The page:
Snowdonia has obvious main attractions in a way that The Lake District and The Scottish Highalnds do not. Scotland has so many incredible mountains to choose from that it is dizzying. The Lake District has perhaps a dozen iconic peaks that take their fair share of the footfall, whilst fells of lesser height are also frequently visited by pilgrims following in Alfred Wainwright's footsteps. However, in Snowdonia, it seems first everyone heads for the mountain in its name. Rightly so. Snowdon offers the sort of excitement that has few challengers south of the Highland Fault. After this, Tryfan and the Glyderau are immensely popular with adventurous hikers, scramblers and rock climbers, whilst Cadair Idris offers more hiking in the Snowdon mould. These are the main attractions.
But for the connoisseur there are other arenas to explore where solitude can be sought, where the sublime can be found and where the heart can soar. The wild Carneddau is one such place and its superb Llech Ddu Spur. Just 31 feet short of the magical 3000 feet contour is the brooding Aran Fawddwy in the south east of the national park. Closer to the main drag stands Cnicht: The Welsh Matterhorn. That's plenty enough hype for me to add to it here. And then, west of Snowdon sprawls the Nantlle Ridge, a superb ridge walk with a great low-grade scramble and enough character to win an Oscar.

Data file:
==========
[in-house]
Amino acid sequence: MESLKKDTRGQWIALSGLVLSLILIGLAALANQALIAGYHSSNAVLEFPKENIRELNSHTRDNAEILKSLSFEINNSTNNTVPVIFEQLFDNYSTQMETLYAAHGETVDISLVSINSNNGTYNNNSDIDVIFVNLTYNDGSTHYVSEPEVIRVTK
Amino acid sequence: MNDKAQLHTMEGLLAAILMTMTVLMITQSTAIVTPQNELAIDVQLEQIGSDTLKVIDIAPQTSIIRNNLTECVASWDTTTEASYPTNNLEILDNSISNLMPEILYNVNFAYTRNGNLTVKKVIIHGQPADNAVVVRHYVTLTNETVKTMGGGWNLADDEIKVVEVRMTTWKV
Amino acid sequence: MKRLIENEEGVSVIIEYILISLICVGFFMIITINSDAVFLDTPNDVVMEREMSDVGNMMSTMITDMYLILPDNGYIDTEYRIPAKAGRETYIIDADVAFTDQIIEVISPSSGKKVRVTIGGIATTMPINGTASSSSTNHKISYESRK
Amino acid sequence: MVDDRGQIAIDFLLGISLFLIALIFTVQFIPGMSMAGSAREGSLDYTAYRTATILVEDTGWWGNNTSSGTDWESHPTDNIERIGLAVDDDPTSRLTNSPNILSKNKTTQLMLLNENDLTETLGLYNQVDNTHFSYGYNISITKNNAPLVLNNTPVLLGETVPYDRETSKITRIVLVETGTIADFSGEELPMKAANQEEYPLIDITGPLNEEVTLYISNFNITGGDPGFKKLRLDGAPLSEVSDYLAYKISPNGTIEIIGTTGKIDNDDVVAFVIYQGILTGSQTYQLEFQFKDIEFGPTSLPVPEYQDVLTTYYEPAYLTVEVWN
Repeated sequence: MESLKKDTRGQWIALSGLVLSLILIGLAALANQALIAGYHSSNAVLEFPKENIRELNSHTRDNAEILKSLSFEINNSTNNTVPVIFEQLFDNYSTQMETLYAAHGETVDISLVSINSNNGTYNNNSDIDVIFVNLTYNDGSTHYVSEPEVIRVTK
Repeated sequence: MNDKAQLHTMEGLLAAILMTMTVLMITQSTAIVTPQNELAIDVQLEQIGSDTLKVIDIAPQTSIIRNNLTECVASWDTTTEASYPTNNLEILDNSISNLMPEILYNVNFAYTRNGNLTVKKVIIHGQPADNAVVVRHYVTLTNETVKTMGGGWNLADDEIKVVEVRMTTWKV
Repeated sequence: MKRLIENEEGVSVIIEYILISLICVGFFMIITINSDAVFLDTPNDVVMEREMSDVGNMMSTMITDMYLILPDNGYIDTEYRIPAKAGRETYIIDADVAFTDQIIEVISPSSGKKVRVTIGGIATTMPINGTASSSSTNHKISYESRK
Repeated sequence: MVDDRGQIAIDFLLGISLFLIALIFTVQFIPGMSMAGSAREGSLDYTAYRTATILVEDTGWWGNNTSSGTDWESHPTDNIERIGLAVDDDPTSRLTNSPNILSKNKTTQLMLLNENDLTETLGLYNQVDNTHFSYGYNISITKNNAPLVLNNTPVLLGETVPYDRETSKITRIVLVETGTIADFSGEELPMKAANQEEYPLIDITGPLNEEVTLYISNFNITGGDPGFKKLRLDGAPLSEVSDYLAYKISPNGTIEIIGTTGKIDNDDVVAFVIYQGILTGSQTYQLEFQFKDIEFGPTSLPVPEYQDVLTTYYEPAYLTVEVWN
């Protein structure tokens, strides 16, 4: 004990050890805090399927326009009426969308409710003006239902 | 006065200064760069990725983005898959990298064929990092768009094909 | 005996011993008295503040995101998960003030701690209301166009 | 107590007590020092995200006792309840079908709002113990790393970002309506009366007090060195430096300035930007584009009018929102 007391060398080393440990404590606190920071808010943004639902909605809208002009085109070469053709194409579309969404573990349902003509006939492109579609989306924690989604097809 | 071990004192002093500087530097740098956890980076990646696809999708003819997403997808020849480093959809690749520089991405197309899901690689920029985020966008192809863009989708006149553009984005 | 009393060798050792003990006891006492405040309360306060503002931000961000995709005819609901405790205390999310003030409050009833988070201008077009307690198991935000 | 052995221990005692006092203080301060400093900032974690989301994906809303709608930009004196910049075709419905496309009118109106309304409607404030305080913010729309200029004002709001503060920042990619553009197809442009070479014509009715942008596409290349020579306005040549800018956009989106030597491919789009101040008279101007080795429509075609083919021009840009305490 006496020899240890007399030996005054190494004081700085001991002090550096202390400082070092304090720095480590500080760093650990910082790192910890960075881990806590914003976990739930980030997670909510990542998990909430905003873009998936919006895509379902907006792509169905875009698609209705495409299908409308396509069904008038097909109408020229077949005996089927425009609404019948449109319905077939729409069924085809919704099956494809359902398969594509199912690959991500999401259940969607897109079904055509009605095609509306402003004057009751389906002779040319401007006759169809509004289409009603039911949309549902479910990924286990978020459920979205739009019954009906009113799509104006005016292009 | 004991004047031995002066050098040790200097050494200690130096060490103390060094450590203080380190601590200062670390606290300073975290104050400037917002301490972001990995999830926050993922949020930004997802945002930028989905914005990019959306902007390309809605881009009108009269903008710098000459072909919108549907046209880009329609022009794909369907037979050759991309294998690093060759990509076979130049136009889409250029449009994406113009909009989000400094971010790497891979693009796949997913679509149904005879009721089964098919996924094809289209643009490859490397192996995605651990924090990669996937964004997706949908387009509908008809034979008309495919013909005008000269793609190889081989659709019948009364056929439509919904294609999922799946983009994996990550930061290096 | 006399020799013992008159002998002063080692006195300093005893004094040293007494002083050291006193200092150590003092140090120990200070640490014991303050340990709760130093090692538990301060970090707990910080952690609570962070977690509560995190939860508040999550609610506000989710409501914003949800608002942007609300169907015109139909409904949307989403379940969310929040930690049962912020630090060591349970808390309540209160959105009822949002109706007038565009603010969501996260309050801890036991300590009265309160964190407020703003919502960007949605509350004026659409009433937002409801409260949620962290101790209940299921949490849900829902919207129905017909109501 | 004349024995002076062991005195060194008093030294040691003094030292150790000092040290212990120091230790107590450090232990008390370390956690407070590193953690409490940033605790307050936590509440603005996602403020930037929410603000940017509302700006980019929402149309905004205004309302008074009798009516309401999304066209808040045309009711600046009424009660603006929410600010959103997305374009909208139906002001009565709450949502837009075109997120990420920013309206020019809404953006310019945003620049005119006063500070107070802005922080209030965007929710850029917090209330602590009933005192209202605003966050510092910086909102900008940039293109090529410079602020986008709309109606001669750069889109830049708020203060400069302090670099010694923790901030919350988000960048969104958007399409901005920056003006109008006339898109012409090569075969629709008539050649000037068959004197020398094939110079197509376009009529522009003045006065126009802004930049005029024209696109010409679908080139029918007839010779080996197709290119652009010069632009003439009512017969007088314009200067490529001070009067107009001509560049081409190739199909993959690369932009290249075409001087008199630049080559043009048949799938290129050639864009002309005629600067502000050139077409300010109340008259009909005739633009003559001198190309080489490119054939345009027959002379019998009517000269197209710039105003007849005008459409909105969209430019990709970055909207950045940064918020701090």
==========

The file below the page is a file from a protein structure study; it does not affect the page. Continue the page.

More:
The Nantlle Ridge is not made up of big mountains. It is not made up of famous peaks (I am not even sure how to pronounce all but two of them). But what it lacks in muscle and notoriety it makes up for with graceful curving lines, wonderful views, glorious serenity and a deeply satisfying traverse. It is a steep pull up from Rhyd-Ddu to gain the summit of Y Garn but from that point onwards it is pure ridge walking delight. The highlight is almost immediate, an aesthetic scramble up the shapely, leaning prospect of Mynydd Drws-y-coed. It is a wonderful introduction to scrambling, which was why I chose it to give my friend Jamie his first taste of exposure and hands-on-rock action. The ridge then just keeps giving as summit after summit is claimed over continously interesting terrain. The full ridge consists of three more summits than we did and creating a circular route is difficult. We decided to turn back after Mynydd Tal-y-mignedd and descend into Beddgelert Forest, a choice I can heartily recommend, with glorious views to pointed Yr Aran and Snowdon.
So like Catbells in the Lake District and Stac Pollaidh in The Highlands, The Nantlle Ridge proves that small can be mighty when it comes to the United Kingdoms mountains and hills. No, it is not obviously thrilling as Tryfan's ridges or as majestic as Snowdon, but there is a quiet satisfaction to being in this peaceful, graceful place. One for the true devotee to the high places of Britain.